The Commonplace Book was a ubiquitous tool of any Enlightenment scholar and gentleman, and its use extended from Renaissance Italy (the Zibaldone, or 'hodgepodge' book) up to premodern and modern England and America, although the forms varied in subtle and particular ways. The essence of the form was to carry a book that allowed one to capture words and sketches in many diverse and varied forms, types and purposes, creating a singular journal. Nowadays we would call it a personal journal or sketchbook, but the emphasis in Commonplacing (as it was known and taught in Oxford and even Harvard - Thoreau was taught to do this) was to combine quotations and extracts from found material with personal reflections and insights. The older form, the Renaissance 'Zibaldone' was even more diverse, and could include a record of tax rates, payments, debts, doodles, recipes, quotations from the greater and lesser poets, sketches, drawings and just about anything else you could imagine.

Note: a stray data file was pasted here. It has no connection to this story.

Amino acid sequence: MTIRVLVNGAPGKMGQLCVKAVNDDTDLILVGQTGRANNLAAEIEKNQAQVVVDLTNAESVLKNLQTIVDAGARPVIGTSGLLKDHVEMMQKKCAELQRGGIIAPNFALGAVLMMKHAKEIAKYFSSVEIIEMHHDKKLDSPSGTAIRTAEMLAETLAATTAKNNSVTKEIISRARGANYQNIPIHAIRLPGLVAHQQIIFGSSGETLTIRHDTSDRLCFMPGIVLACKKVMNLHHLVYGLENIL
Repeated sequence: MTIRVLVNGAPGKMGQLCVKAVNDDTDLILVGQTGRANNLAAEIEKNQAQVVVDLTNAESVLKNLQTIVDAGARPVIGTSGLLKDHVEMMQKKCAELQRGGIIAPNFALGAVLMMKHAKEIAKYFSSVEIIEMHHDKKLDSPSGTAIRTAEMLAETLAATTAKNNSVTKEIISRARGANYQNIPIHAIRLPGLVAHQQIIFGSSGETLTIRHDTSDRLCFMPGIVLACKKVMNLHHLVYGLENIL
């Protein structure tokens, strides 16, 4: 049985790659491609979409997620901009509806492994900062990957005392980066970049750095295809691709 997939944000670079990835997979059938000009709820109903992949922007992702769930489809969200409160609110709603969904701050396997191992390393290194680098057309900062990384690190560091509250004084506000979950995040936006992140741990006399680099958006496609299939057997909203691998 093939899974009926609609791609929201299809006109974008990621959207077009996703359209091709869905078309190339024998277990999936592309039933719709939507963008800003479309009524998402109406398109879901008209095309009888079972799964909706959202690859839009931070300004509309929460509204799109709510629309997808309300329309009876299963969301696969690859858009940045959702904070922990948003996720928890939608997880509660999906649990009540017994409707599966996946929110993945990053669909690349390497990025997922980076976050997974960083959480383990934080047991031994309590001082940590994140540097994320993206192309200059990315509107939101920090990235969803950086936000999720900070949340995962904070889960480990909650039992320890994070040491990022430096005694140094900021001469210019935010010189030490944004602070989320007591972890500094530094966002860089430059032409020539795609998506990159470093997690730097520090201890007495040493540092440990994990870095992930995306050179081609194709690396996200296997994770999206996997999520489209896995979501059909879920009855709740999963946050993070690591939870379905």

Johnson points to the benefits of Commonplacing as a tool of innovation and creativity, and attributes this to its ability to net and trap 'hunches' and subsequently allow the unexpected collision of different ideas. This process takes advantage of what he and others have called the 'adjacent possible'. Indeed, he elevates the humble 'hunch' to the level of proto-concept, an essential larval form of innovative ideas, albeit one that is more likely statistically to be abandoned and wither than bear fruit. As the story goes, we have a lot of hunches, and we need to have a lot, and not lose track of them: some lead us somewhere, but all of them have value. Even the ones we abandon are essential to 'trap', as they may form the seed of further ideas. Personally I prefer the term 'seed' to 'hunch'; to me, 'seed' captures the emergent potential of the stray idea, while acknowledging that it may fall on either barren or fertile ground - amount to something, or nothing at all.